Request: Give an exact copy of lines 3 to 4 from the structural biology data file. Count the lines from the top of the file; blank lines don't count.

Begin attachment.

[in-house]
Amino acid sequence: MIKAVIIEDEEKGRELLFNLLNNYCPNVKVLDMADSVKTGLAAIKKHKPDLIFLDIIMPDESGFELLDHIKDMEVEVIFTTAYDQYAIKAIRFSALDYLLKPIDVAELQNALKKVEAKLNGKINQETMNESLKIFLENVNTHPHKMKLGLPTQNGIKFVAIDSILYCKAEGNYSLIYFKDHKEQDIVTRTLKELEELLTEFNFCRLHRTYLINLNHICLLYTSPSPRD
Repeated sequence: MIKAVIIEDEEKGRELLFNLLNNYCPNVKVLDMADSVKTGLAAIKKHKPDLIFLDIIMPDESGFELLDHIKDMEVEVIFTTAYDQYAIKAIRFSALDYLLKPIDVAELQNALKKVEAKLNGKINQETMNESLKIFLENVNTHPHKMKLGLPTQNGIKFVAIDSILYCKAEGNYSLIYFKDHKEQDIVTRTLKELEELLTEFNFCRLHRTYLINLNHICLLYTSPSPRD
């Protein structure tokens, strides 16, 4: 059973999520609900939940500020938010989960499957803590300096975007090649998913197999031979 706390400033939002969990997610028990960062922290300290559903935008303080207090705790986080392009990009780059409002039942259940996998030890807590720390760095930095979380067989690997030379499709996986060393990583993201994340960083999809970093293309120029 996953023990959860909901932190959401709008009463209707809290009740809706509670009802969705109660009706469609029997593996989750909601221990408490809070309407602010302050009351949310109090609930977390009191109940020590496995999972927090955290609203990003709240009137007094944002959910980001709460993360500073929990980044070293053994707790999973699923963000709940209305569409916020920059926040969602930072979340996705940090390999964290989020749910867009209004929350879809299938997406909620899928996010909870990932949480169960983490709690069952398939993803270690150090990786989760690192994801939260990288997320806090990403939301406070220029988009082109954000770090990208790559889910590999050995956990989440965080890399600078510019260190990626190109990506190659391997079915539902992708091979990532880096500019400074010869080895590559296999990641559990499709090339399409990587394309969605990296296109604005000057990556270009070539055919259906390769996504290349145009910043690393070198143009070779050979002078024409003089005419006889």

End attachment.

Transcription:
Repeated sequence: MIKAVIIEDEEKGRELLFNLLNNYCPNVKVLDMADSVKTGLAAIKKHKPDLIFLDIIMPDESGFELLDHIKDMEVEVIFTTAYDQYAIKAIRFSALDYLLKPIDVAELQNALKKVEAKLNGKINQETMNESLKIFLENVNTHPHKMKLGLPTQNGIKFVAIDSILYCKAEGNYSLIYFKDHKEQDIVTRTLKELEELLTEFNFCRLHRTYLINLNHICLLYTSPSPRD
């Protein structure tokens, strides 16, 4: 059973999520609900939940500020938010989960499957803590300096975007090649998913197999031979 706390400033939002969990997610028990960062922290300290559903935008303080207090705790986080392009990009780059409002039942259940996998030890807590720390760095930095979380067989690997030379499709996986060393990583993201994340960083999809970093293309120029 996953023990959860909901932190959401709008009463209707809290009740809706509670009802969705109660009706469609029997593996989750909601221990408490809070309407602010302050009351949310109090609930977390009191109940020590496995999972927090955290609203990003709240009137007094944002959910980001709460993360500073929990980044070293053994707790999973699923963000709940209305569409916020920059926040969602930072979340996705940090390999964290989020749910867009209004929350879809299938997406909620899928996010909870990932949480169960983490709690069952398939993803270690150090990786989760690192994801939260990288997320806090990403939301406070220029988009082109954000770090990208790559889910590999050995956990989440965080890399600078510019260190990626190109990506190659391997079915539902992708091979990532880096500019400074010869080895590559296999990641559990499709090339399409990587394309969605990296296109604005000057990556270009070539055919259906390769996504290349145009910043690393070198143009070779050979002078024409003089005419006889």